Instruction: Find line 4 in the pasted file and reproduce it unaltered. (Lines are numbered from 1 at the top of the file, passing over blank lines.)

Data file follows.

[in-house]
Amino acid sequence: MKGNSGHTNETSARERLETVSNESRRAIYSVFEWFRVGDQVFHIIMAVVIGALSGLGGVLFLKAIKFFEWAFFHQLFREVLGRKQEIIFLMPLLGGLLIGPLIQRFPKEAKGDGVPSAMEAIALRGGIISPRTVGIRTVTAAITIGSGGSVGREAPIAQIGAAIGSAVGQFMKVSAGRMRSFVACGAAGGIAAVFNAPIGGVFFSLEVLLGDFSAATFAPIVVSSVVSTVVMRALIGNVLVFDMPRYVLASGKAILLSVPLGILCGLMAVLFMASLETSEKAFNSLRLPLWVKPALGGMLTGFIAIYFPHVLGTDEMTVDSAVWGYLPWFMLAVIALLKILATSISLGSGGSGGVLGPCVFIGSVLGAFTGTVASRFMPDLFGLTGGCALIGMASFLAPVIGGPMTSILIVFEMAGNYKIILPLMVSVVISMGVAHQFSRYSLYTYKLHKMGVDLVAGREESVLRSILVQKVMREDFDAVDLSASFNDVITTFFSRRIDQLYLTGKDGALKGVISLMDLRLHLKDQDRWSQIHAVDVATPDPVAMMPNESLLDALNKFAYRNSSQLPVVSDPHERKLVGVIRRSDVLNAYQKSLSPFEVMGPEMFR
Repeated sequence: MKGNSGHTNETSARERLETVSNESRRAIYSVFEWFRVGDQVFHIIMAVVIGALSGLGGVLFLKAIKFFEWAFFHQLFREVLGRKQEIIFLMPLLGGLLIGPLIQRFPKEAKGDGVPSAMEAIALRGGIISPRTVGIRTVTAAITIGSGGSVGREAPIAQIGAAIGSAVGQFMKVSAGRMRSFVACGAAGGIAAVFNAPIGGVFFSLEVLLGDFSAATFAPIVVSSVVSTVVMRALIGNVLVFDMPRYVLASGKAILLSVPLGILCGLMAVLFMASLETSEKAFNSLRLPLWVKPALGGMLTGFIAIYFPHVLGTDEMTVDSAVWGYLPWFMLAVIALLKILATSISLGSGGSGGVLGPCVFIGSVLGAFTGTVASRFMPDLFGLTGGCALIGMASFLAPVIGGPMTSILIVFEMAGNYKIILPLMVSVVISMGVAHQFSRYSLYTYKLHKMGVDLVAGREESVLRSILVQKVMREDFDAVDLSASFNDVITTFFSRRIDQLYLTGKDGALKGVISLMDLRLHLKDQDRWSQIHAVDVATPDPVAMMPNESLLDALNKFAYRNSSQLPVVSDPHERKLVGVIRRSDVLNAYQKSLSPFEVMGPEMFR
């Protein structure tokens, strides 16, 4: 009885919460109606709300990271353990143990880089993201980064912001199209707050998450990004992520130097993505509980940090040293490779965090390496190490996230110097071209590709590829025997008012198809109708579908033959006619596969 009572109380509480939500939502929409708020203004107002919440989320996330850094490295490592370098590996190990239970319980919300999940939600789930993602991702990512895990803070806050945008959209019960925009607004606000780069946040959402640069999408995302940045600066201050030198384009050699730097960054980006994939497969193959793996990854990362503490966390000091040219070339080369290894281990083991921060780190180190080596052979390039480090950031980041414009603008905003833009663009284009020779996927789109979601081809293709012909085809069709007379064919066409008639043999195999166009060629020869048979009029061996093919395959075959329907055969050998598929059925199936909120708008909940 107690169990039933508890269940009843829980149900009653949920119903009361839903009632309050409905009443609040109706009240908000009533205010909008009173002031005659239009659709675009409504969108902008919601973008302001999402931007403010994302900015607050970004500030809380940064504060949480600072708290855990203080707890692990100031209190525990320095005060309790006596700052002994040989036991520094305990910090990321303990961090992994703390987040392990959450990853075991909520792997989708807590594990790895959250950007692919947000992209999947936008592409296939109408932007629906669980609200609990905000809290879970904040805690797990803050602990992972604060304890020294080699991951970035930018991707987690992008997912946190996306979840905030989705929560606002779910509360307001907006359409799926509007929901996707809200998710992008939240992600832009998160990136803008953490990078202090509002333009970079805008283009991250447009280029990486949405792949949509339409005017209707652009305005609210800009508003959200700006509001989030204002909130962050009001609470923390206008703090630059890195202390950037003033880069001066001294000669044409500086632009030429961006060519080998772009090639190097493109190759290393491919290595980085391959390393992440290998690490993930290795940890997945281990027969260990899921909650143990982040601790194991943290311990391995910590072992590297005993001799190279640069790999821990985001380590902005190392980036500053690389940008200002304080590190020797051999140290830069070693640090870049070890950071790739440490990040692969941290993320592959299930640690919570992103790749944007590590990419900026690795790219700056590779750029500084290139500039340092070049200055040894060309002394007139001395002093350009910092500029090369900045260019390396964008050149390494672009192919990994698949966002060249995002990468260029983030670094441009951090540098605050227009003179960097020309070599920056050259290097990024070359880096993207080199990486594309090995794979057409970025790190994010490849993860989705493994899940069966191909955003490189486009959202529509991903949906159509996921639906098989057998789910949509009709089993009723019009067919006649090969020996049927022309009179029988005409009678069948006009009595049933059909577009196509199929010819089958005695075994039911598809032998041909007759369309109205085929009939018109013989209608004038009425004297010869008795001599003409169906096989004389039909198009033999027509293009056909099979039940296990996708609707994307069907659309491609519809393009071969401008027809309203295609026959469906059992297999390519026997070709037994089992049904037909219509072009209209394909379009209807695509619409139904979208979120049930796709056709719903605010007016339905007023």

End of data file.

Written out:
């Protein structure tokens, strides 16, 4: 009885919460109606709300990271353990143990880089993201980064912001199209707050998450990004992520130097993505509980940090040293490779965090390496190490996230110097071209590709590829025997008012198809109708579908033959006619596969 009572109380509480939500939502929409708020203004107002919440989320996330850094490295490592370098590996190990239970319980919300999940939600789930993602991702990512895990803070806050945008959209019960925009607004606000780069946040959402640069999408995302940045600066201050030198384009050699730097960054980006994939497969193959793996990854990362503490966390000091040219070339080369290894281990083991921060780190180190080596052979390039480090950031980041414009603008905003833009663009284009020779996927789109979601081809293709012909085809069709007379064919066409008639043999195999166009060629020869048979009029061996093919395959075959329907055969050998598929059925199936909120708008909940 107690169990039933508890269940009843829980149900009653949920119903009361839903009632309050409905009443609040109706009240908000009533205010909008009173002031005659239009659709675009409504969108902008919601973008302001999402931007403010994302900015607050970004500030809380940064504060949480600072708290855990203080707890692990100031209190525990320095005060309790006596700052002994040989036991520094305990910090990321303990961090992994703390987040392990959450990853075991909520792997989708807590594990790895959250950007692919947000992209999947936008592409296939109408932007629906669980609200609990905000809290879970904040805690797990803050602990992972604060304890020294080699991951970035930018991707987690992008997912946190996306979840905030989705929560606002779910509360307001907006359409799926509007929901996707809200998710992008939240992600832009998160990136803008953490990078202090509002333009970079805008283009991250447009280029990486949405792949949509339409005017209707652009305005609210800009508003959200700006509001989030204002909130962050009001609470923390206008703090630059890195202390950037003033880069001066001294000669044409500086632009030429961006060519080998772009090639190097493109190759290393491919290595980085391959390393992440290998690490993930290795940890997945281990027969260990899921909650143990982040601790194991943290311990391995910590072992590297005993001799190279640069790999821990985001380590902005190392980036500053690389940008200002304080590190020797051999140290830069070693640090870049070890950071790739440490990040692969941290993320592959299930640690919570992103790749944007590590990419900026690795790219700056590779750029500084290139500039340092070049200055040894060309002394007139001395002093350009910092500029090369900045260019390396964008050149390494672009192919990994698949966002060249995002990468260029983030670094441009951090540098605050227009003179960097020309070599920056050259290097990024070359880096993207080199990486594309090995794979057409970025790190994010490849993860989705493994899940069966191909955003490189486009959202529509991903949906159509996921639906098989057998789910949509009709089993009723019009067919006649090969020996049927022309009179029988005409009678069948006009009595049933059909577009196509199929010819089958005695075994039911598809032998041909007759369309109205085929009939018109013989209608004038009425004297010869008795001599003409169906096989004389039909198009033999027509293009056909099979039940296990996708609707994307069907659309491609519809393009071969401008027809309203295609026959469906059992297999390519026997070709037994089992049904037909219509072009209209394909379009209807695509619409139904979208979120049930796709056709719903605010007016339905007023």